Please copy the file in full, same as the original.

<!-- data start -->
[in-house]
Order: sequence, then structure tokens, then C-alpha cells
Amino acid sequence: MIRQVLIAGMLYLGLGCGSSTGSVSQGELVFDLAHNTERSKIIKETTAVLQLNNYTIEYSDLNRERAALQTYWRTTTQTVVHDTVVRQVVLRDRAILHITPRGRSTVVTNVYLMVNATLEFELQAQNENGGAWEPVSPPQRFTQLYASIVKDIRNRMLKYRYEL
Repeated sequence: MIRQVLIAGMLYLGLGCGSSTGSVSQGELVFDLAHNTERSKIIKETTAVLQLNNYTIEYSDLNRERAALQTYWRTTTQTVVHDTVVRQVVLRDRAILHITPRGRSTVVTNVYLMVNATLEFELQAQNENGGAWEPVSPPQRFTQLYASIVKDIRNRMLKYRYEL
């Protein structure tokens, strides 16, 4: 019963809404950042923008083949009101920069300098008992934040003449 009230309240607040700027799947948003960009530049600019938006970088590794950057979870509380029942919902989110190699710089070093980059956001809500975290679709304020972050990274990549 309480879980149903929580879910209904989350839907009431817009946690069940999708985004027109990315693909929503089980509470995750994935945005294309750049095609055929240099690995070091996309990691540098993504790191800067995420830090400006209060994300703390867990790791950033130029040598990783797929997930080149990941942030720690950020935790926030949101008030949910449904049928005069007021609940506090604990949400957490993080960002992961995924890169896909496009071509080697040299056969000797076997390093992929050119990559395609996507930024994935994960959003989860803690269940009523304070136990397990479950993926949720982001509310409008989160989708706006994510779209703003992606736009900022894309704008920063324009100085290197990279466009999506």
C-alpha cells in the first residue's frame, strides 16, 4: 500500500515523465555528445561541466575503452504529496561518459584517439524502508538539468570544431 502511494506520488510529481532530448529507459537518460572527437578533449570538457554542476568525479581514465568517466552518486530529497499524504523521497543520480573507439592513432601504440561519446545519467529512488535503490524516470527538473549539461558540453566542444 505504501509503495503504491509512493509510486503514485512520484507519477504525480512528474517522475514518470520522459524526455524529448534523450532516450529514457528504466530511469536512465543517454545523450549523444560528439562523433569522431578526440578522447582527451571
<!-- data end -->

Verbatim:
[in-house]
Order: sequence, then structure tokens, then C-alpha cells
Amino acid sequence: MIRQVLIAGMLYLGLGCGSSTGSVSQGELVFDLAHNTERSKIIKETTAVLQLNNYTIEYSDLNRERAALQTYWRTTTQTVVHDTVVRQVVLRDRAILHITPRGRSTVVTNVYLMVNATLEFELQAQNENGGAWEPVSPPQRFTQLYASIVKDIRNRMLKYRYEL
Repeated sequence: MIRQVLIAGMLYLGLGCGSSTGSVSQGELVFDLAHNTERSKIIKETTAVLQLNNYTIEYSDLNRERAALQTYWRTTTQTVVHDTVVRQVVLRDRAILHITPRGRSTVVTNVYLMVNATLEFELQAQNENGGAWEPVSPPQRFTQLYASIVKDIRNRMLKYRYEL
């Protein structure tokens, strides 16, 4: 019963809404950042923008083949009101920069300098008992934040003449 009230309240607040700027799947948003960009530049600019938006970088590794950057979870509380029942919902989110190699710089070093980059956001809500975290679709304020972050990274990549 309480879980149903929580879910209904989350839907009431817009946690069940999708985004027109990315693909929503089980509470995750994935945005294309750049095609055929240099690995070091996309990691540098993504790191800067995420830090400006209060994300703390867990790791950033130029040598990783797929997930080149990941942030720690950020935790926030949101008030949910449904049928005069007021609940506090604990949400957490993080960002992961995924890169896909496009071509080697040299056969000797076997390093992929050119990559395609996507930024994935994960959003989860803690269940009523304070136990397990479950993926949720982001509310409008989160989708706006994510779209703003992606736009900022894309704008920063324009100085290197990279466009999506």
C-alpha cells in the first residue's frame, strides 16, 4: 500500500515523465555528445561541466575503452504529496561518459584517439524502508538539468570544431 502511494506520488510529481532530448529507459537518460572527437578533449570538457554542476568525479581514465568517466552518486530529497499524504523521497543520480573507439592513432601504440561519446545519467529512488535503490524516470527538473549539461558540453566542444 505504501509503495503504491509512493509510486503514485512520484507519477504525480512528474517522475514518470520522459524526455524529448534523450532516450529514457528504466530511469536512465543517454545523450549523444560528439562523433569522431578526440578522447582527451571